I went to a walk-in patient care facility earlier this evening, and asked the provider upon his entrance if I could record the interview. (I realize this feels adversarial, but I had a valid reason.) He replied that no, it was hospital policy that encounters could not recorded, and even after explaining the reason, he refused, so I did not. But I do wonder if this is legal.
When I got home, I looked it up. According to this digital media law site, it is not illegal to record a conversation if you are one of the parties:
Federal law permits recording telephone calls and in-person conversations with the consent of at least one of the parties. This is called a "one-party consent" law. Under a one-party consent law, you can record a phone call or conversation so long as you are a party to the conversation.
I also saw that Pennsylvania's wiretapping law is a "two-party consent" law.
I tried to read the wiretapping law but gave up pretty quickly.
So I'm left to wonder.
Is it legal to prohibit recording a conversation in Pennsylvania?
I have never been threatened with a lawsuit, so I'm a bit less leery of patients suing me than some of my colleagues. Granted it doesn't happen often, but I've always given consent when asked if I could be audio recorded (I'm a physician.) My reasoning:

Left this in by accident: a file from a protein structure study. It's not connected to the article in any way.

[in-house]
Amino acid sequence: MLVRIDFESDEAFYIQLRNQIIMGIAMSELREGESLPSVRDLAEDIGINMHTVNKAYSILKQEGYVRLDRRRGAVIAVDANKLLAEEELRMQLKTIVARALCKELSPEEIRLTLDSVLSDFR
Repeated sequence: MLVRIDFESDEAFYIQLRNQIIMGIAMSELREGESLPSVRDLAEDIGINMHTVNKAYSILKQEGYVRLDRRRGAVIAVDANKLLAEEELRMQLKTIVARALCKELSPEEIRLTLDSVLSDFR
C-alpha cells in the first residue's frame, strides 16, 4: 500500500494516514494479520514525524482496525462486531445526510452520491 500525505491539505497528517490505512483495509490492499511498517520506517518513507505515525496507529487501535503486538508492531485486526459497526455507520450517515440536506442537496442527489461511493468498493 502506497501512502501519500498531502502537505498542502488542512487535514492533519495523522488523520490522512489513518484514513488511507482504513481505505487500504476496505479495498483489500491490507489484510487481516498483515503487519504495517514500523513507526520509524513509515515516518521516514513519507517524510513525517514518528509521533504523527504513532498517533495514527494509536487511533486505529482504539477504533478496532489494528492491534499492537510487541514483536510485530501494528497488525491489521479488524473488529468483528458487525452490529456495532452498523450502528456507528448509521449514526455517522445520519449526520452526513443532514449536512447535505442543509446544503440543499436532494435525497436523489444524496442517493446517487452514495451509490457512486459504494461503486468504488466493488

- It may be helpful to a caregiver who was unable to attend the visit.
- It is no different than bringing in a friend or relative into the room (It's actually a lot more objective and I only have to answer one person's questions.)
- Due to anxiety over illness, etc., patients only hear/remember about 25% of what a doctor says. An audio recording is a valuable resource for the patient if they want to review instructions or explanations they might have missed.
- It empowers a patient to a small extent, evening out the huge imbalance of power between physician and patient. Anything I can do to increase confidence in me in particular, and in the medical profession in general, is a plus.
- The patient has as much a right to an audio copy of our interaction as a paper copy of the chart.
- I have nothing to hide if I'm doing my best and meeting (hopefully exceeding) the standard of care.
- It protects me as well if a claim is made (I imagine alteration of audio recordings can be detected if necessary.
My previous malpractice carrier encouraged transparency in all things, and had no problems with this. But I never even thought to run this by the legal department of the hospital where I'm now employed, and if it's discouraged, I missed the memo.